Many—perhaps too many—cabaret performers frame their autobiographical shows in terms of songs that influenced their decisions to aspire to a show business career, or that they eventually got to sing for a paying audience—or both. In her terrific show at Feinstein’s/54 Below, Laura Osnes turned this “and-then-I-sang” cliché on its head. Osnes, who at age 31 and with barely a decade in New York, has starred on Broadway in productions as diverse as Bonnie and Clyde and Cinderella and as familiar as revivals of Grease, South Pacific, and Anything Goes. But we didn’t hear any songs from those shows. Despite her seemingly uninterrupted career progression, there were many more shows that Osnes didn’t get, for a variety of reasons: she simply wasn’t offered the job, despite usually multiple auditions; she was offered the job, but turned it down to take a more promising one; the workshop she took part in never made it to a full production (or someone else replaced her when it did); or a planned production was cancelled. Those were the musicals “I came very close to doing but that I never got to do.” Those near-misses provided the splendid variety of numbers that comprised the Osnes set, which was aptly named “The Paths Not Taken.”
She opened her show with “Not for the Life of Me” (Jeanine Tesori, Dick Scanlan), from the stage version of Thoroughly Modern Millie. This was Osnes’s go-to audition song early in her career, and here doubled as reinforcement of her explanation of why she dropped out of college in her sophomore year to head for New York and a stage career. So did “Far from the Home I Love” (Harnick & Bock) from Fiddler on the Roof, in a dreamier version than we’re used to hearing from Tevye’s daughter Hodel—the role Osnes wanted but didn’t get. Her take, abetted by the arrangement of her musical director and pianist Fred Lassen, seemed more about leaving her home in Minnesota for the bright lights of Broadway than it was about Hodel’s leaving Anatevka to marry a non-Jew in the farther reaches of Russia. Two things should be said about her show here: 1) While not exactly upbeat in every song in her set, Osnes never indulged in self-pity about not getting or taking a job, preferring to regard the next one she did get as better or at least as good, or an opportunity to do something different. 2) The superior quality of “The Paths Not Taken” would not have been possible without the splendid work of Lassen on piano, Pete Donovan on bass, and Sean McDaniel on drums.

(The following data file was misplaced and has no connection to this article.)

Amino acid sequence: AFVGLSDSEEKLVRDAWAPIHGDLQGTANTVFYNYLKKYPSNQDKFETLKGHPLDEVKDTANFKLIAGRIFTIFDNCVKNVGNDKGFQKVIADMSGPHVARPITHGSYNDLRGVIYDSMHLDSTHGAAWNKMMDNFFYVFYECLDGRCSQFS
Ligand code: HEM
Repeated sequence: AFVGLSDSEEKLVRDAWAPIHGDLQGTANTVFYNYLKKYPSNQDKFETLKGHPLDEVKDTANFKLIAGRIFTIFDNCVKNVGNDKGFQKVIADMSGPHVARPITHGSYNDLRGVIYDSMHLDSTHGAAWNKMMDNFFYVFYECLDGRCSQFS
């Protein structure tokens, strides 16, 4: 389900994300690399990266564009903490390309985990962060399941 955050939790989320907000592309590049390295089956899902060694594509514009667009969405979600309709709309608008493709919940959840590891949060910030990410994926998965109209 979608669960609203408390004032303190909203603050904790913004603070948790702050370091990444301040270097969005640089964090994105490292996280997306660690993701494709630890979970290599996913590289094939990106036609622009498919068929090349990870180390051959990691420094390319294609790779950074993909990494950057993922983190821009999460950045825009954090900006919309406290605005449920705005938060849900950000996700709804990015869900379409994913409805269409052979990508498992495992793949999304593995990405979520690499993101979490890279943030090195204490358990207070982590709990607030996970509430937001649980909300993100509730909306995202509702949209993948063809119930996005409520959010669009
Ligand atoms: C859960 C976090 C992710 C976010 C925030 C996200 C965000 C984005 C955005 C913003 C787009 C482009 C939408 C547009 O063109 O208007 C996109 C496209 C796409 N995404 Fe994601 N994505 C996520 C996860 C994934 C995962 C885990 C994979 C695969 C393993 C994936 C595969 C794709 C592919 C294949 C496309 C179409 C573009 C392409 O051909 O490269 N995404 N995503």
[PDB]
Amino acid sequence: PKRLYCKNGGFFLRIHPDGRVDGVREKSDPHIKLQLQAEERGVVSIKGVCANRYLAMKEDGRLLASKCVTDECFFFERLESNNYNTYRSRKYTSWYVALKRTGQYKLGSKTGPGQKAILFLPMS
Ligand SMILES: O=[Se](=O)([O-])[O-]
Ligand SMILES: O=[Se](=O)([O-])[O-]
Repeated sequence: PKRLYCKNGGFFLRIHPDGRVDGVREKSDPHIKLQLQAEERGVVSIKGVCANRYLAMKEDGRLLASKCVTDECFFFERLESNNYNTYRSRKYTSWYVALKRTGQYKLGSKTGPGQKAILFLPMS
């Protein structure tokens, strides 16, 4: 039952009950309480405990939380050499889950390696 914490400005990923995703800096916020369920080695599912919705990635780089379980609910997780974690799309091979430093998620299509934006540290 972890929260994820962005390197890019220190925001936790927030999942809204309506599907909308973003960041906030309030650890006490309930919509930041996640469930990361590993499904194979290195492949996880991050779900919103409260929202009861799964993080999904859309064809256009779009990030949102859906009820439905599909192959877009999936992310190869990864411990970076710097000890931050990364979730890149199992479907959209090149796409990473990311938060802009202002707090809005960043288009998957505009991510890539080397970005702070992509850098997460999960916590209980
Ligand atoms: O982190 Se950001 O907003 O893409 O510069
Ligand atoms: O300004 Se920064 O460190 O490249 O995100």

In such a program, there were bound to be a couple of at-least-semi-obscurities. One such was a power ballad with a borrowed title: “When I Fall in Love” (Lindsay Warren Baker, Amanda Jacobs), from a much-revised Pride and Prejudice (one of many attempts to musicalize the Jane Austen novel). Osnes, as Elizabeth, who sings the song when she first meets Darcy, never made it out of the workshop, which is too bad, since both the song and her delivery of it were just lovely. Another discovery, and equally effective, was “What I Meant to Say” from Charles Aznavour’s score for “My Paris,” about Toulouse-Lautrec (with English lyrics by Jason Robert Brown), in which Osnes was to play Suzanne Valadon.